Like many unmarried parents in Washington, you might have concerns about how to protect your parental rights if you and your partner decide to go your separate ways. There are numerous issues to resolve in order to make sure that you meet your children’s needs as they transition from having both parents under one roof to single-parent households. To avoid child custody problems, there are numerous things you can do.
It’s understandable that you want what is best for your children and that you want to make sure to protect your parental rights as you and your kids move on in life apart from your prior relationship with their other parent. It’s important to know where to seek support as you help your children cope, and especially to enlist assistance if legal problems arise.
Washington law defaults custody to the mother
Every state has its own guidelines regarding child custody, whether for married or unmarried parents. In this state, it’s important to note that, if you and your children’s other parent have never been married, the court will automatically grant custody to the children’s mother. This default rule undoubtedly raises concerns for many fathers. The following list shows 10 things parents can do to avoid problems regarding this law and other custody issues:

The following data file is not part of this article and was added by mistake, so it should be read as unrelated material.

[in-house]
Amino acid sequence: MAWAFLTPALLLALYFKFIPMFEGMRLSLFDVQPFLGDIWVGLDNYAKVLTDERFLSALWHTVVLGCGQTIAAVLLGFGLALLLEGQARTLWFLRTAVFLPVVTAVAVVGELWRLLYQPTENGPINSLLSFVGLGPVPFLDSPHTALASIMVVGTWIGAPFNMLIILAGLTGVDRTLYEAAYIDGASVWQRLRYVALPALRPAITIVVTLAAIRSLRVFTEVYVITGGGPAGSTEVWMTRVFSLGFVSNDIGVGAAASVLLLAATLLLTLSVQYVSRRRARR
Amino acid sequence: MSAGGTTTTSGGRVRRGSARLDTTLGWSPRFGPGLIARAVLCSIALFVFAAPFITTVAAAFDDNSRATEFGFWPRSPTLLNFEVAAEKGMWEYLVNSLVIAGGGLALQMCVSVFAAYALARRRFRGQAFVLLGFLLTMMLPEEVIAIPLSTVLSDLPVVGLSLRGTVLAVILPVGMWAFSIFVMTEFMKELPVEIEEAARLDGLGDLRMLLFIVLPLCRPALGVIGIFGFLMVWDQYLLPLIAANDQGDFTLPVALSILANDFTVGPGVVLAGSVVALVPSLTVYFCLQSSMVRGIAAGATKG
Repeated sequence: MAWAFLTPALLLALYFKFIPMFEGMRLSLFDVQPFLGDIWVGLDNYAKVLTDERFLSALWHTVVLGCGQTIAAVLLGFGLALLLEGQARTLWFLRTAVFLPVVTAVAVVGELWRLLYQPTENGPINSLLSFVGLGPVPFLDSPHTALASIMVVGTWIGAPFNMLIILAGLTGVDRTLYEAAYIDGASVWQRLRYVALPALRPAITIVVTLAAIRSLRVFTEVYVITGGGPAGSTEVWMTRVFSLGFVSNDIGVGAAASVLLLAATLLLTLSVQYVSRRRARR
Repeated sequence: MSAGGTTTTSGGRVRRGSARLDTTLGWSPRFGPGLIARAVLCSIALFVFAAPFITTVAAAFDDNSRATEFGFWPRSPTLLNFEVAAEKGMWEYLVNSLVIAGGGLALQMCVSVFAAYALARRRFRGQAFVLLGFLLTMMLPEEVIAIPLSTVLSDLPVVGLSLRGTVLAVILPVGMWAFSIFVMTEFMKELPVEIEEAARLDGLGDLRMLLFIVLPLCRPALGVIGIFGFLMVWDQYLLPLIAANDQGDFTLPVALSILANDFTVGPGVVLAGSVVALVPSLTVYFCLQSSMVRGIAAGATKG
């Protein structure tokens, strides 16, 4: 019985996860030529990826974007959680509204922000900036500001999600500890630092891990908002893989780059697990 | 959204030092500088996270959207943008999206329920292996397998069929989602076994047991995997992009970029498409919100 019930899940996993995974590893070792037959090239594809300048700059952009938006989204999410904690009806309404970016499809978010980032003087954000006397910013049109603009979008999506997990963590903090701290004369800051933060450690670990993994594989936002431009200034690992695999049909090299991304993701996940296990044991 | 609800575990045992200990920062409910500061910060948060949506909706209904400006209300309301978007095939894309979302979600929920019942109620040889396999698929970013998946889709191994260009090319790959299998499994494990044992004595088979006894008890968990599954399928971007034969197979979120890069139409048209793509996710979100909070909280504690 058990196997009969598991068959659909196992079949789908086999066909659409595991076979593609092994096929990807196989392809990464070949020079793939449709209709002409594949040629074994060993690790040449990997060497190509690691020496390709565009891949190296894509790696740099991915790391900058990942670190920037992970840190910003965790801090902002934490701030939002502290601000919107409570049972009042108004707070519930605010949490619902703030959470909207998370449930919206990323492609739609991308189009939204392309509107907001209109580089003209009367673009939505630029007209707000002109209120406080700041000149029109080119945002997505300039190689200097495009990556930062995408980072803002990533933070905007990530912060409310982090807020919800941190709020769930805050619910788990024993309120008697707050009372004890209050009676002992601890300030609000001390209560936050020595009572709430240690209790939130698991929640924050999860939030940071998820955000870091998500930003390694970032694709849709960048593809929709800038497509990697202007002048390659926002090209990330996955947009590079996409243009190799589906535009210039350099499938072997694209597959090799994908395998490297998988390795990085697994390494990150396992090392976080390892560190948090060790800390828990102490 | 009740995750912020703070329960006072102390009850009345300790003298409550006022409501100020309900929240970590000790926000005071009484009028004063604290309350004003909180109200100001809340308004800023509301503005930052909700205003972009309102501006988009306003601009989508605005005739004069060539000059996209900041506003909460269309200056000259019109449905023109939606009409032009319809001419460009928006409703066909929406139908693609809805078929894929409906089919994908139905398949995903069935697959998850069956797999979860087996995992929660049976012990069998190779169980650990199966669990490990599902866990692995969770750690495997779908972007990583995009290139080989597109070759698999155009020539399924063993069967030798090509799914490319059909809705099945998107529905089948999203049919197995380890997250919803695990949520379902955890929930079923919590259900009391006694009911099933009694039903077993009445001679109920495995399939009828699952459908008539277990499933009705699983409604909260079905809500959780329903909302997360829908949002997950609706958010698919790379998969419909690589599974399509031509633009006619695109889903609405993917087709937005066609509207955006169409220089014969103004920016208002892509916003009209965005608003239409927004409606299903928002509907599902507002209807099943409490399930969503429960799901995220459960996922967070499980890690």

- Father can confirm paternity, which places him on equal grounds in court.
- Attend mediation sessions to resolve physical and legal custody issues.
- Obtain DNA testing if paternity is in question.
- Create a parenting plan that enables kids to spend ample time with each parent.
- Discuss financial issues that factor in child support.
- Establish protocol for communication between parents.
- Agree to means of resolution for disagreements that arise.
- Incorporate details into plan for unique issues, such as special needs for a particular child.
- Agree to be flexible with time, to cooperate and compromise as needed.
- Enlist support from family, friends, educators, counselors and legal advocates, as needed.
Each of these 10 steps can help you provide the love and support your children will need in order to adapt to a new lifestyle after you and their other parent have parted ways.
What to do if you are unable to resolve a child custody issue on your own
The fact that you were never married to your children’s other parent in no way suggests that you wish to negate your parental responsibilities if you decide to end your relationship with your co-parent. It also doesn’t mean that you cannot protect your parental rights or your children’s best interests in court, if a problem arises. To the contrary, you may access any and all available resources to help you resolve a child custody issue, including but not limited to pursuing litigation, if necessary.